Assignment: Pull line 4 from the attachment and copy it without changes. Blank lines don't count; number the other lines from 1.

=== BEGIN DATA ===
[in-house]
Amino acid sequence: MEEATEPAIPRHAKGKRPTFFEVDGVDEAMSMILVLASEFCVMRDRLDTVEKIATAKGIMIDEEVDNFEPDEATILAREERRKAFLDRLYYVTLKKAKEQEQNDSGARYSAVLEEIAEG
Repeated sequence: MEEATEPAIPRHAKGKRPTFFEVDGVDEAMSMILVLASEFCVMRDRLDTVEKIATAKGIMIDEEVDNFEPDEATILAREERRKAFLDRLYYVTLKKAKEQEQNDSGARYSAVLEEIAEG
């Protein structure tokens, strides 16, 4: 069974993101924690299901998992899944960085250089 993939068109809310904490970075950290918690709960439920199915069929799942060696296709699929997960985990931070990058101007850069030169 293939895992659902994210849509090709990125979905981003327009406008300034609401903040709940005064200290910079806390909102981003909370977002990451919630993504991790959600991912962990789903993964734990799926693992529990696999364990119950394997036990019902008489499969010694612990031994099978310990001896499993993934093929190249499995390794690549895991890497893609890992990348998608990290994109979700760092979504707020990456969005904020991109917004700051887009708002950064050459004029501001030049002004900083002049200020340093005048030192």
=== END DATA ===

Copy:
């Protein structure tokens, strides 16, 4: 069974993101924690299901998992899944960085250089 993939068109809310904490970075950290918690709960439920199915069929799942060696296709699929997960985990931070990058101007850069030169 293939895992659902994210849509090709990125979905981003327009406008300034609401903040709940005064200290910079806390909102981003909370977002990451919630993504991790959600991912962990789903993964734990799926693992529990696999364990119950394997036990019902008489499969010694612990031994099978310990001896499993993934093929190249499995390794690549895991890497893609890992990348998608990290994109979700760092979504707020990456969005904020991109917004700051887009708002950064050459004029501001030049002004900083002049200020340093005048030192």